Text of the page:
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Eschatology of the Thessalonian Correspondence

A comparative study of 1 Thess 4, 13-5, 11 and 2 Thess 2, 1-12 to the Dead Sea Scrolls and the Old Testament Pseudepigrapha


Janusz Kucicki

The book refers to universal eschatology contained in the Letters to the Thessalonians (1 Thess 4, 13-5, 11; 2 Thess 2, 1-12). The whole material is divided in two groups (eschatological motifs and apocalyptic motifs). Each of the motifs is analysed in the Biblical context and in the Intertestamental Literature context (the Old Testament Pseudepigrapha and the Qumran Literature). The exegetical analysis and the comparative analysis show similarity and diversity of the way Paul used the motifs. They also show which motifs were created or extensively modified by Paul in order to contribute to the creation of Christian eschatology. After presentation of the importance of eschatological topics in the 1-2 Thess (chapter I), the analyses of prodroms (chapter II) and events connected with the parousia (chapter III) indicate the way of using each of the motifs in different traditions. Based on results of the analyses, the Jewish background and Paul’s original contribution to the New Testament eschatology are presented in chapter IV.
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Chapter IV: Paul’s Eschatological Concept in the Thessalonians Corespondence


Chapter IV Paul’s Eschatological Concept in the Thessalonians Corespondence

The analysis of eschatological motifs used by the apostle in 1 Thess 4, 13–5, 11 and 2 Thess 2, 1–12, allow us to draw important conclusions. In the first part of this chapter, we will look at the relationship between eschatological and apocalyptic motifs, which appear in the Letters to the Thessalonians, and similar motifs, which are found in the intertestamental literature1. This comparative analysis aims to determine the extent to which Paul used existing eschatological and apocalyptic motifs to contribute to the development of Christian eschatology. Another goal is to show the way in which the apostle used the various eschatological and apocalyptic motifs in order to achieve his desired effect2. Pointing up the instrumental use of numerous eschatological and apocalyptic motifs by the apostle, we will offer proofs supporting the thesis that the Second Letter to the Thessalonians does not contain a compact and comprehensive eschatology. Then we give a reason for the different presentation of eschatological and apocalyptic motifs in 1 Thess 5, 1–4 and 2 Thess 2, 1–3. ← 271 | 272 →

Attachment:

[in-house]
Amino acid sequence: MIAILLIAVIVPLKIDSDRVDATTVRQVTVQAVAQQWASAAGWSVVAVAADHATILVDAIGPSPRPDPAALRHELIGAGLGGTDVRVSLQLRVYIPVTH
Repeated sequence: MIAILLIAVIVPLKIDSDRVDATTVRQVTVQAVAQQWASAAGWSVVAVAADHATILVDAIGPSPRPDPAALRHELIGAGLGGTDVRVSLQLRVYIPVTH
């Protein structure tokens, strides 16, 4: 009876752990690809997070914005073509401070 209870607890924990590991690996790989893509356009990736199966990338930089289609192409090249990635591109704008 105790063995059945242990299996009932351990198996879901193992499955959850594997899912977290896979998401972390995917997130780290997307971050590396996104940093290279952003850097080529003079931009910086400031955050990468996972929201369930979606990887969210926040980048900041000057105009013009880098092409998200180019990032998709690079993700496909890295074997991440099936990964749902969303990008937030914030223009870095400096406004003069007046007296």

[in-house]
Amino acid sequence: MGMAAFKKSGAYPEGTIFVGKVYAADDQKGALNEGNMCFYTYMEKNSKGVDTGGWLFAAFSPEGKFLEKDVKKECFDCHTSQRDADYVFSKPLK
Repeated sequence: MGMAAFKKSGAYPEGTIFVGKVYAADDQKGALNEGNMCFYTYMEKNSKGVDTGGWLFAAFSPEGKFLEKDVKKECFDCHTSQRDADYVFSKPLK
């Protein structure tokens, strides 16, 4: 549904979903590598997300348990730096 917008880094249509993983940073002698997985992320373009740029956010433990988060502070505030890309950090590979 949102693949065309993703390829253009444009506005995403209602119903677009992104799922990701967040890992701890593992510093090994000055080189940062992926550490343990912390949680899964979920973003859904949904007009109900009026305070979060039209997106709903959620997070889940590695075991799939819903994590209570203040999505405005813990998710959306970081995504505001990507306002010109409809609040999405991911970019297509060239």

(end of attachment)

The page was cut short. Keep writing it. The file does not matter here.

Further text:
1.  Eschatological and Apocalyptic Motives in the Letters to the Thessalonians and in the Intertestamental Literature

Concepts relating to eschatology, as presented in Paul’s letters to the Thessalonians, appear to be the result of several factors. These are his comprehensive knowledge of the Old Testament eschatology; his knowledge of non-biblical eschatological trends; his contacts with eschatological concepts...

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